2. Information overload.

Don’t you think Facebook users are already overloaded with the updates from friends and businesses they’ve liked? Isn’t this freshly launched Ticker just the current News Feed on steroids? How much information can an average Facebook user handle?

What about travel?

So what does this all mean for the humble traveller? And for the businesses in the travel industry such as hotels, travel agencies, airlines and tour operators?

1. Travellers

As more businesses integrate the new frictionless sharing feature of the Open Graph to their websites and Fan Pages, there is an increased chance of friends being inspired by their friend’s activities during the planning phase and potentially joining them (or at the very least, telling them which sites their friends use in their travel planning).

I’m sure it would be interesting/distracting for people who are about to plan a trip of their own, are having a bad week at work or haven’t taken a holiday in a while when they see a flow of messages like:

  • “Travis booked a flight on Expedia to Cape Town”
  • “Travis read a review about xyz hotel in Cape Town on TripAdvisor”
  • “Travis compared 5 tours of South Africa on TourRadar”
  • “Travis installed tripwolf’s Cape Town iPhone city guide”
  • “Travis booked his travel insurance with World Nomads”
  • “Travis read an article on news.com.au about The Garden Route”

…to eventually things like:

  • “Travis boarded his flight to Cape Town on Virgin Atlantic”
  • “Travis ate a steak at a Cape Town steak restaurant”
  • “Travis was at Kruger National Park”
  • “Travis added 154 new photos to the album “South Africa Safari”

2. Businesses

Even before this change, Facebook provided a great channel for businesses to engage socially with its customers. With this update, the opportunity is now even bigger and it would be very naive for any business to ignore Facebook.

Whether this created easily by adding pre-built apps to your Fan Pages (where 3rd party app developers have to deal with the complexities and continual updates of the Facebook developer platform) or through custom apps built to heavily integrate into a business’s website, mobile apps, etc to capture and broadcast information back to Facebook about the stuff people are doing.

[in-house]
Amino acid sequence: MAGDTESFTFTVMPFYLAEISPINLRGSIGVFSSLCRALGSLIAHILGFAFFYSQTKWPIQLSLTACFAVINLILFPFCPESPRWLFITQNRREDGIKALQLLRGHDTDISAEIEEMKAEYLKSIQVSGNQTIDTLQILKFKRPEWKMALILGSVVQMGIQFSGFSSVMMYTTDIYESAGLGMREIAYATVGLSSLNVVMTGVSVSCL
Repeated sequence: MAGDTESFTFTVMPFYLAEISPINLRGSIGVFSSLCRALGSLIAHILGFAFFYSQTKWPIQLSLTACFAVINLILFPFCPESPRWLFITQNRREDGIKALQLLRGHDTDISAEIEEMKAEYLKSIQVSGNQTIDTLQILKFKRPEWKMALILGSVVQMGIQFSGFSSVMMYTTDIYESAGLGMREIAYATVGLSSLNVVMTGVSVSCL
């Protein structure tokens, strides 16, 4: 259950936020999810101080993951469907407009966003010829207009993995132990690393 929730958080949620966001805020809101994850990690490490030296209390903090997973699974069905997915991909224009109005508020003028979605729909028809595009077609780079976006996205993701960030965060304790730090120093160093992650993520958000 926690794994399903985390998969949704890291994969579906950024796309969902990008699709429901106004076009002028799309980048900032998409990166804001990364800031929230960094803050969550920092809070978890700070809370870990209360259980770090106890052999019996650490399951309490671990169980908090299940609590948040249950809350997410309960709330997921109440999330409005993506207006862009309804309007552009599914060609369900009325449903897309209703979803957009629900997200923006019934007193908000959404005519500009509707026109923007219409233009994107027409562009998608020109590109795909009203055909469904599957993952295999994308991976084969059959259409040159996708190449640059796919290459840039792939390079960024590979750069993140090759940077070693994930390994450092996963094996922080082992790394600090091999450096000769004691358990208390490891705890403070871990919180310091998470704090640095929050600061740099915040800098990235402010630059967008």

I see the challenges for businesses will be in what messages they push from their apps to the ticker. Too many messages about every single activity a user does will flood the ticker very quickly and cause a user’s friends to select the “Report story or spam” option – a move which no doubt will harm the performance of the app.

Conversely, too few messages and you’re information may be lost amongst your competitor’s messages as a person clicks around the many different websites and fan pages when researching their next holiday.

In short

It’s a fascinating and landmark move, which will affect every one of Facebook’s hundreds of millions of users, as well as the thousands of travel companies using it to engage with customers.

But what are your thoughts and how will it affect the travel industry?

NB: This is a guest article by Travis Pittman, co-founder and CEO of TourRadar.

NB2: TLabs Showcase – TourRadar.

 
 
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  1. Micahel Adamson

    I have got a couple of clients in the industry who are interested in improving their profile online by working with some high quality websites.

    We’d be looking to place a guest post on your homepage. Would you be interested in this?

    Do not hesitate to ask me any questions by emailing me :)

    Kind Regards
    Michael Adamson

     
  2. ghid turistic

    Internet was use for promotig travel agencies and destinations, and Facebook should have to do something in this way, especially because Google already have Google Flights

     
  3. Jaclyn

    Brilliant article Travis – one that I thoroughly enjoyed reading. Whilst my initial reaction was to squirm with excitement for what I might be able to offer some clients, I fear that you are right and the information overload will get the better of people. Just this morning I groaned when I read my news feed showing that two of my friends had been reading the same articles on Yahoo. I can see the benefits for some industries more so than others, and I think it will work in the short-term for the ‘early risers’ in the travel space. As for how effective it will be – I think I will sit on the fence for now.

     
  4. How We Make Travel Decisions | New Media Travel

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  6. Facebook: Wisdom of Friends replacing Wisdom of Crowds in travel | China Hotel E-Marketing Strategies

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  7. John Pope

    Facebook Update 2.0

    Here’s yet another gem that I just came across (already 6 days old), relating to and relevant to this already interesting discussion.

    A more thorough analysis of the updated Facebook Open Social Graph 2011… this time focused exclusively on the cons. Kind of makes you feel violated when you hear it articulated this way.